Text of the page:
Growing up, I always had a love for fitness. I was very active in sports and trained at a competitive level. Running was always one of my favorite pastimes.
As my eating disorder began to get worse, my relationship with fitness took a very dark turn. I became OBSESSED with the numbers. I would go to the gym with a pre-determined number that I must burn off before I was allowed to leave. I never saw anything disordered about this because it was easy then to just convince myself that I wanted to be in better shape for soccer season.
I would go to the gym sometimes more than once a day being completely controlled by the numbers showing up on the machine. No matter how sick I felt, I could not get myself to stop before I hit the number I decided on for the day because if I stopped, Ana would NOT be happy. It didn’t matter if I came to the verge of blacking out— If I didn’t reach that number I was a failure.
As I started treatment, exercise was one of the first things stripped away from me. My relationship with exercise was not healthy and my team knew my obsession with numbers would not get better if I kept going to the gym or doing my ‘secret’ workout ritual at home. I was furious.
As I got stronger in my recovery, fitness would slowly get re-introduced. During these times, when I would go to the gym, I would cover up the numbers on the machine so I didn’t get obsessive over what I was doing. However, no matter how hard I tried to work out in a healthy way, it didn’t last long before I relapsed over the obsession of numbers and lost my privileges to work out.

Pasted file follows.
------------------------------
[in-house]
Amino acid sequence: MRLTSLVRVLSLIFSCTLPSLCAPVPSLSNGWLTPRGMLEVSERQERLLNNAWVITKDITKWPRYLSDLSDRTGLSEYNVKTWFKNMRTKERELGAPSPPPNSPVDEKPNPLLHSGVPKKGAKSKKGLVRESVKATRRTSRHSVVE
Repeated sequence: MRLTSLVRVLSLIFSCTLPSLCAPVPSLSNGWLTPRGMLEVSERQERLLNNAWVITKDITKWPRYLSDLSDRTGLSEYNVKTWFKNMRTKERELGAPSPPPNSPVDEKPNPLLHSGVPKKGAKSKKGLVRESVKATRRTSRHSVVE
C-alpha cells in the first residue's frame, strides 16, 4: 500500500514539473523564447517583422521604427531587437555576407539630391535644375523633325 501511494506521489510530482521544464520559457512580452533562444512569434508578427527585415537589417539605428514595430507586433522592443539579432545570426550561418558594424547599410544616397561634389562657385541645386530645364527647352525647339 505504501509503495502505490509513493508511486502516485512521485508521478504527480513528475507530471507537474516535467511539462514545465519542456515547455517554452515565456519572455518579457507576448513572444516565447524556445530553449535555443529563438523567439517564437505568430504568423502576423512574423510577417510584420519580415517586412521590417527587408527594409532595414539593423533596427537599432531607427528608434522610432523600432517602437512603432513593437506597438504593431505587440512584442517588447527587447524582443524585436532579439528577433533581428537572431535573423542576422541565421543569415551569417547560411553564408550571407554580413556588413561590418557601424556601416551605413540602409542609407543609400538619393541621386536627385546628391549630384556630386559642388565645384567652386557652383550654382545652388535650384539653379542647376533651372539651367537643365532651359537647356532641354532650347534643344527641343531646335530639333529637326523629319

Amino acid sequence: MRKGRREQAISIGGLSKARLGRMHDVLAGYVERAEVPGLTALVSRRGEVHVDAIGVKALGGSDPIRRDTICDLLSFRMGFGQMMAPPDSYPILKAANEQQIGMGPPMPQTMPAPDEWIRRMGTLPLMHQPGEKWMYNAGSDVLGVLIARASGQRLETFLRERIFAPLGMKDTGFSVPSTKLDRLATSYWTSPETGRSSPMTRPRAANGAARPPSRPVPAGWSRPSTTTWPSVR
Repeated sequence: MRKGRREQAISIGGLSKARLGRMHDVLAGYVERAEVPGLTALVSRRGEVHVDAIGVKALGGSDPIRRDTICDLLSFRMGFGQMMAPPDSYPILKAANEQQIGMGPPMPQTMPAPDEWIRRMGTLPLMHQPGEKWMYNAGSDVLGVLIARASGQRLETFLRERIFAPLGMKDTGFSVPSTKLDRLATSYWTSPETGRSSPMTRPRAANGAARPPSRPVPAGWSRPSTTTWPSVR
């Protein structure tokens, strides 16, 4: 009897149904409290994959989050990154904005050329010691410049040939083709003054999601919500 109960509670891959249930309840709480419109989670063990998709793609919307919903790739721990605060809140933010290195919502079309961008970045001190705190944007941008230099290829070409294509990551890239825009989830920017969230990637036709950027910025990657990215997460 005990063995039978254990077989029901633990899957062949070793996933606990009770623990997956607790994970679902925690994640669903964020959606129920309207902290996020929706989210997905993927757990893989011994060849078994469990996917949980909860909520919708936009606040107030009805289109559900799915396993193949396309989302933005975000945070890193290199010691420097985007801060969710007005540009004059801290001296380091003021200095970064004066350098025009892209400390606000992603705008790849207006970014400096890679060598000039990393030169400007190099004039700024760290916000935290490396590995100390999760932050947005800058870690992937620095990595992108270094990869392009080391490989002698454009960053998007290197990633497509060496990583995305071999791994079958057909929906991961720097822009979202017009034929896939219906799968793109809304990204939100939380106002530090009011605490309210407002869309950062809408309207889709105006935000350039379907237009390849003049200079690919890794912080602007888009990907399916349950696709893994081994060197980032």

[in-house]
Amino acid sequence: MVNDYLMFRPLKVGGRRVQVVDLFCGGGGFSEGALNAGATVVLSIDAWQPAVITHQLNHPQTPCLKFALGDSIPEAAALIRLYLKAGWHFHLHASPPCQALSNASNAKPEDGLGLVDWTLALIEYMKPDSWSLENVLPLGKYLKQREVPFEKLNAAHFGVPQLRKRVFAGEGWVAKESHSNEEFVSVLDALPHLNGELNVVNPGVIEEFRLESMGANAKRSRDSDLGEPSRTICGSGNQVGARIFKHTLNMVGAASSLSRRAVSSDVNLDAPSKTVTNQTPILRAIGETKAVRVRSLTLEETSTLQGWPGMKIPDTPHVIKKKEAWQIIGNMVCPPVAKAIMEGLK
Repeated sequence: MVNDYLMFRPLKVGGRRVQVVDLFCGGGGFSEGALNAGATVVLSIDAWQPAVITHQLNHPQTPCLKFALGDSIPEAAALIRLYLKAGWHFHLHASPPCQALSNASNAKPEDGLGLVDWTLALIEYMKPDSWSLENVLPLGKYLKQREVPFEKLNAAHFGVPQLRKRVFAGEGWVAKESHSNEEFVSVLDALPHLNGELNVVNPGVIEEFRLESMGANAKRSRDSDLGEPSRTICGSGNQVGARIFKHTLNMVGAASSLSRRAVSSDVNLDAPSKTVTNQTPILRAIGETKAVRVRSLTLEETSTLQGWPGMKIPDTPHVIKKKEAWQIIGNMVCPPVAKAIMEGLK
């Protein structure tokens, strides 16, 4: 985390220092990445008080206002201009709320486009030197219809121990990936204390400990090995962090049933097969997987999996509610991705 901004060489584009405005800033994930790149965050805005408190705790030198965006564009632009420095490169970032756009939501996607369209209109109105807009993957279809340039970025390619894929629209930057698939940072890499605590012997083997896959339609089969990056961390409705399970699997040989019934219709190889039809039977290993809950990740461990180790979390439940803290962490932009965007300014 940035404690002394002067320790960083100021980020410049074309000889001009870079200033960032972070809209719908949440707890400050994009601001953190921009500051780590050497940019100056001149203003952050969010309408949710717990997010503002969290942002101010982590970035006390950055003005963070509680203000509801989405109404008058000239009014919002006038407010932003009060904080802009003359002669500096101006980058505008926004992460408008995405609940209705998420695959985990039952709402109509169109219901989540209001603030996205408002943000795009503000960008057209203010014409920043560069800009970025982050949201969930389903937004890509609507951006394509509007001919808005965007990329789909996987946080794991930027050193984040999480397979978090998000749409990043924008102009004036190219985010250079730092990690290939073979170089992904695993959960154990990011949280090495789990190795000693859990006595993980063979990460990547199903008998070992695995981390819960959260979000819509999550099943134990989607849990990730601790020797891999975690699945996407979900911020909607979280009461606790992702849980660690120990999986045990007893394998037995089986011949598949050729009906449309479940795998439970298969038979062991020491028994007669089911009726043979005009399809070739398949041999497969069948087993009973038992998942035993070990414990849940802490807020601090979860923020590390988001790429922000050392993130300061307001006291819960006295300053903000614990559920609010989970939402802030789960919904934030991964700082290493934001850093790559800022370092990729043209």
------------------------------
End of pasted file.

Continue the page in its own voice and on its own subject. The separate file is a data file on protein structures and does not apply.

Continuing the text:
It felt like a never ending cycle. I was upset and embarrassed with myself. It only became more challenging when I got to college and my friends all wanted to play intramurals or work out together. I always had to find some excuse as to why I couldn’t play. I was always too embarrassed to share the real reason I couldn’t join them was because I was on exercise restriction.
This summer I started running again for the first time in a long time– I started running a lot. I haven’t been visited by the voice that loves the numbers…or at least I don’t think I have been. The most challenging part in recovery for me now is trying to establish what is disordered vs what is not. My relationship with exercise had been toxic for so long that sometimes I wonder if it will ever be healthy. When I wake up and decide how many miles I want to run, I have to question myself and ask WHY I want to run so bad. Do I want to run because I enjoy it? Or do I want to run because I have to hit a certain number?
Anorexia is one giant mind game and trying to tell the differences between her voice and my own is not always the easiest. This is a chapter of my recovery story that is not yet fully healed and I am not sure when it will be. Will I ever be able to have working out as a part of my life in a healthy way? I really am not sure. I am just taking it moment by moment and doing my best to listen to the needs of my body.